The ‘Future of the Battery’
Smartphones, laptops, scooters, and electric cars. Every second more devices are electrified. One thing unites these increasingly important technologies: lithium-ion batteries. With more and more electrically powered devices and machinery in the future, the demand for energy storage technology is predicted to explode.
The efficient storage of renewable energy is becoming more and more important in the face of growing scarcity of resources and environmental pollution. The future of European battery tech will be pivotal in the transition as the sustainability space changes. But how can lithium ion reach its potential? And which startups are creating more efficient batteries and energy storage solutions as the world increases dependency upon batteries?
TechFounders and UnternehmerTUM, firmly support the ambition to unleash the synergies between economic success and a positive impact on people and the planet. Together with our corporate partners, the TechFounders program has developed startups paving the way in battery technology. In our latest batch @Voltfang equipped an @ALDI Nord warehouse with an energy storage solution from 2nd life electric vehicle batteries startup whilst Batch #6 startup @GBatteries developed a charging technology that enables lithium-ion batteries to charge in minutes, rather than hours.
Having already started to do so, VCs will soon pay even more attention to startups involved in the energy transition. According to MarketsAndMarkets, the global lithium-ion battery (LiB) market alone reached a value of approx. US$44.2 billion in 2020. Enhanced focus on sustainable development and a growing awareness of the adverse effects of traditional automobiles have also propelled market growth. In 2025, the global LiB market size is estimated to more than double to US$94.4 billion –a compound annual growth rate (CAGR) of 16.4%. A significant increase in the adoption of consumer electronics on a global level represents the primary factor driving market growth. Along with this, LiBs form an indispensable component of electric vehicles (EVs). Corporates are also taking notice. TechFounders’ corporate partners Festo, Knorr-Bremse and Miele are constantly searching for the next “soonicorn” working on products in the areas of energy efficiency and battery lifetime optimization.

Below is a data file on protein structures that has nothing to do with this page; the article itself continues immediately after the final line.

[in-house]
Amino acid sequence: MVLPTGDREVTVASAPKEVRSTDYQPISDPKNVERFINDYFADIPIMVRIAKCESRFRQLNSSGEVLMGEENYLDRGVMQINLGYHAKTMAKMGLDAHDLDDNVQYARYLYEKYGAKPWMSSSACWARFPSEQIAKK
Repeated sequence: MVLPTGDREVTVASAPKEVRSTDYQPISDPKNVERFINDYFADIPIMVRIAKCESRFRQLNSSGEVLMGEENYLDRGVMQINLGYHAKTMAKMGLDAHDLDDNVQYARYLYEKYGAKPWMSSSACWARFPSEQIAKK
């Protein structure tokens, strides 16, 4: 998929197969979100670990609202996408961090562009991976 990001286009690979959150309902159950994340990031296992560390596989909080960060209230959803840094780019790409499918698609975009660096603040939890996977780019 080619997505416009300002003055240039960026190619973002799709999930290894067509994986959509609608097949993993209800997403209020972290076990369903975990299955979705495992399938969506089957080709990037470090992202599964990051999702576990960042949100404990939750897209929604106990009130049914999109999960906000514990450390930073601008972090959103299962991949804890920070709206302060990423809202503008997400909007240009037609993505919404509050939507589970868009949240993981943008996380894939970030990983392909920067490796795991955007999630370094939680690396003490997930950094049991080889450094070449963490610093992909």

Issues with Lithium
Despite many advantages, classic lithium-ion batteries still come with many challenges. Research areas for LiBs include extending lifetime, increasing energy density, improving safety (remember the Galaxy Note 7?), reducing cost, and most importantly decreasing their social and environmental footprint.
Lithium is primarily mined within the ‘Lithium Triangle’, including Argentina, Chile, and Bolivia. Mining for other compounds such as cobalt mainly occurs in the Democratic Republic of Congo, which holds more than half of the world’s cobalt resources. Several reports indicate that the mining process takes place under exploitative conditions, where workers are neither paid fairly nor protected from contact with toxins resulting in multiple fatal casualties.
What is a LiB?
A lithium-ion battery (LiB) is a rechargeable battery that utilizes lithium-ion as an energy carrier. Consisting of an anode, cathode, and electrolyte, it is an electrochemical storage device that is among the most advanced energy storage technologies today, benefiting from its intelligent use of materials and Nobel-prize-winning design. Most LiBs use an intercalated compound like lithium cobalt oxide as the material for the cathode, typically graphite for the anode and a liquid electrolyte.
powerful (high capacity & highly flexible)
efficient (high energy density & low rate of self-discharge)
long-lasting (can be discharged and recharged many times without losing their storage capacity) and
easily manageable (low maintenance & no requirement for priming)
In addition to South America, lithium mining has increased significantly in the Democratic Republic of Congo and China.
However, increased demand for LiBs is not without damage done to the environment. The mining of lithium and other compounds such as cobalt is associated with enormous environmental burdens: high water and energy consumption, soil, water, and air pollution from toxic substances, non-recyclable land waste, and extreme interference with entire landscapes. Research from the Battery University shows much work is being done to make lithium-ion battery cells safer, more environmentally friendly, and socially responsible.